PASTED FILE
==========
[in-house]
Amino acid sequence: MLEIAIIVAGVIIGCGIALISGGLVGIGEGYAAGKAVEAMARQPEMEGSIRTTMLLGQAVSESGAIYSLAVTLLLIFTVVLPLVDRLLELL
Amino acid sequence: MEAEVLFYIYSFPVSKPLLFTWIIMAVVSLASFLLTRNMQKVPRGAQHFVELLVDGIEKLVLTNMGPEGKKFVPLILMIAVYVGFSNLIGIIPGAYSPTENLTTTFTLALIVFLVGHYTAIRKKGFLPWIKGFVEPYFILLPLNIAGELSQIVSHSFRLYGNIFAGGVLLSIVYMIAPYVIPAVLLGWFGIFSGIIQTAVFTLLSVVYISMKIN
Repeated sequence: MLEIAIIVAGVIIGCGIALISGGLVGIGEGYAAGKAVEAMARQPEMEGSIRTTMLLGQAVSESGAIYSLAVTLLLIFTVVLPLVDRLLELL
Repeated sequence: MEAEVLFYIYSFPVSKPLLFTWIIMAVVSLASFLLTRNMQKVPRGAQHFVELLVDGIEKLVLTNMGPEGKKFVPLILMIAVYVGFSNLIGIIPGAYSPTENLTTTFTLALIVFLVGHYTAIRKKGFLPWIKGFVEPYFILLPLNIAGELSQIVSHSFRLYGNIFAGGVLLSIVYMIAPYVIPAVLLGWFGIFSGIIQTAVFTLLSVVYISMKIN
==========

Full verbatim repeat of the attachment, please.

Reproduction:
[in-house]
Amino acid sequence: MLEIAIIVAGVIIGCGIALISGGLVGIGEGYAAGKAVEAMARQPEMEGSIRTTMLLGQAVSESGAIYSLAVTLLLIFTVVLPLVDRLLELL
Amino acid sequence: MEAEVLFYIYSFPVSKPLLFTWIIMAVVSLASFLLTRNMQKVPRGAQHFVELLVDGIEKLVLTNMGPEGKKFVPLILMIAVYVGFSNLIGIIPGAYSPTENLTTTFTLALIVFLVGHYTAIRKKGFLPWIKGFVEPYFILLPLNIAGELSQIVSHSFRLYGNIFAGGVLLSIVYMIAPYVIPAVLLGWFGIFSGIIQTAVFTLLSVVYISMKIN
Repeated sequence: MLEIAIIVAGVIIGCGIALISGGLVGIGEGYAAGKAVEAMARQPEMEGSIRTTMLLGQAVSESGAIYSLAVTLLLIFTVVLPLVDRLLELL
Repeated sequence: MEAEVLFYIYSFPVSKPLLFTWIIMAVVSLASFLLTRNMQKVPRGAQHFVELLVDGIEKLVLTNMGPEGKKFVPLILMIAVYVGFSNLIGIIPGAYSPTENLTTTFTLALIVFLVGHYTAIRKKGFLPWIKGFVEPYFILLPLNIAGELSQIVSHSFRLYGNIFAGGVLLSIVYMIAPYVIPAVLLGWFGIFSGIIQTAVFTLLSVVYISMKIN